Bags. Not the bags under my eyes, though, which felt like they were carrying themselves on my face this morning. Late night G.B.F. movie that my friend soundtracked and a late night binge of mini-donuts and tofu corn dogs added to the blah. My two-ton cat Lyla mirrors my restless sleep by turning toward me instead of into me and her paws stretch at me all night. In short, I wanted to sleep in more than anything. But I had another go at the meeting in Woodland Hills.

It went fine, but it brought on the wandering gypsy Jew in me. After the meeting, I couldn’t resist checking out the Goodwill up there for purses. Good feeder place. And sure enough, first bag I saw was Prada. I pulled it. Then another bag was Kenneth Cole and a larger Liz Claiborne tote. Only five minutes in the Goodwill,  I was already annoyed and wanted out, but I was literally stuck holding the bags. I couldn’t think. Every five minutes, as I’m checking out the labels, the condition, comparing the bags, since I don’t need all three, they’d make an announcement over the loudspeaker, “New cart of clothes coming, people.Right now. Look to your left. Get it now. Rolling toward you. Check it out.” Everyone would look, and sure enough a cart of clothes was rolling toward me. I’d stop, check out the rack, then I’d go back to inspecting one of the purses I was holding. Two minutes later, “White tag sale, 25% off logo jeans, and a new cart of clothes – these just in, people – come check them out.” Everyone would pick up what she was looking at, holding on to it in fear that someone else would buy it, go check out the rack, then resume the previous activity.

My chest was starting to hive. I needed out of there. I decided to ask the manager about the purses, were they real, how could you tell, a litany of questions about bags. We can’t authenticate any of the bags. We get them, price them, whatever happens.

Ok. But I’ve never understood women’s obsession with purses. They take up so much space of which I have none, and they’re for the most part bulky with shiny bling hardware. I see them in restaurants next to a woman; they sit on a table like a sad little pug. Yet people spend life savings on them. There have been one or two friends with purses, I’ve liked. My friend Carla’s pink scaley Banana Republic bag, and I had to copy my friend Shaylee with her faux snake skin Banana clutch, but other than that, they’re not that interesting. Could be why my stuff is always flying out of my hands. If I was an octopus, I’d have just enough arms to carry everything. Usually, it all ends up in my bra, card case and phone. When the passport inspector had to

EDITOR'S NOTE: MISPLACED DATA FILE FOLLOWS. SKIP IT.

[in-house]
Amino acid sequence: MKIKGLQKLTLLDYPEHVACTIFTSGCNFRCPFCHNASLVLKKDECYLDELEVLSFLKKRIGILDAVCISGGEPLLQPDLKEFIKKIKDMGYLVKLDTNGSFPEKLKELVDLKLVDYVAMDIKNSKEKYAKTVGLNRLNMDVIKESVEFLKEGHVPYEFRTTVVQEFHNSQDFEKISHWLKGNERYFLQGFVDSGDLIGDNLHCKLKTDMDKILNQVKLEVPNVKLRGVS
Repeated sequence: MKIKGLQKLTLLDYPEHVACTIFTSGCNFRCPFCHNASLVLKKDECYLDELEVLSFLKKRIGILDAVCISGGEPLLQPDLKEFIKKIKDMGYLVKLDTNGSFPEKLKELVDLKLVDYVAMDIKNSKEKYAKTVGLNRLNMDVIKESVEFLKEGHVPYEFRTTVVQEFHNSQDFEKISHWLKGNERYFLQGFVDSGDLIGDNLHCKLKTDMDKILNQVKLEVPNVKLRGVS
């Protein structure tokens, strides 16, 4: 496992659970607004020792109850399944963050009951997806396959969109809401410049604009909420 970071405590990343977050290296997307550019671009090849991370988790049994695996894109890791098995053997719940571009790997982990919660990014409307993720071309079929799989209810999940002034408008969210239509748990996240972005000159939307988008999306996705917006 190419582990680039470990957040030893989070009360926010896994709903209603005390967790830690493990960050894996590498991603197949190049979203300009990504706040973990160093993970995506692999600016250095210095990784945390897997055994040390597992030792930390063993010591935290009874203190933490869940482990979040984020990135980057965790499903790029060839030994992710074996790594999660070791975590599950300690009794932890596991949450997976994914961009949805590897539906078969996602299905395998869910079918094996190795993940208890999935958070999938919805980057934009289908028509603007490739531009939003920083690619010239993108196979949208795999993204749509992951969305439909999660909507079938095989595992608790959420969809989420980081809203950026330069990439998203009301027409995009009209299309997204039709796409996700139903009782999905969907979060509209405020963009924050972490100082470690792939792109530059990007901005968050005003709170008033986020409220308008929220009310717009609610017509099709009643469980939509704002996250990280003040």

I generally loathe having to hold anything in my hands. I’ll lose it, or set it down since it feels so unnatural. Last year, so averse to purses, I used a paper bag. When I recycled my wallet that was in my paper bag purse, I could only blame myself. I had to admit, there might be a purpose for them.

Purses were originally designed for men. Cut purses were named because thieves would cut the rope that was tying the purse to the waist. Later, women had deep pockets in their skirts, which developed into a purse. 

Before the Woodland Hills Goodwill, the only purses I had were mine from when I was a kid, small undersized but stylish ones, or those I inherited from my mother’s collection of costume purses, or her leather one from Mexico in 1970s. Mostly, she had 1920s-1950s purses in her drawers that shouldn’t be used. They’re works of art. But why let them sit in the drawer? I take them out mostly for dinners or movie premiere nights. These purses, I get, though. I love this black and hand embroidered purse from Israel, circa 1960. I should get it repaired…but in my next life. All of the purses, they’re so delicate, I’ve had to pick up the beading halfway down the street before I get to the party. My mother wrote me a note in one wooden bead 1930s purse, yelling at me in capital letters that it would be a sin to pull at any of the strings because the whole purse would unravel. I keep the note in the purse and when I use it, the only thing I put in there is lipstick, still putting everything in my bra.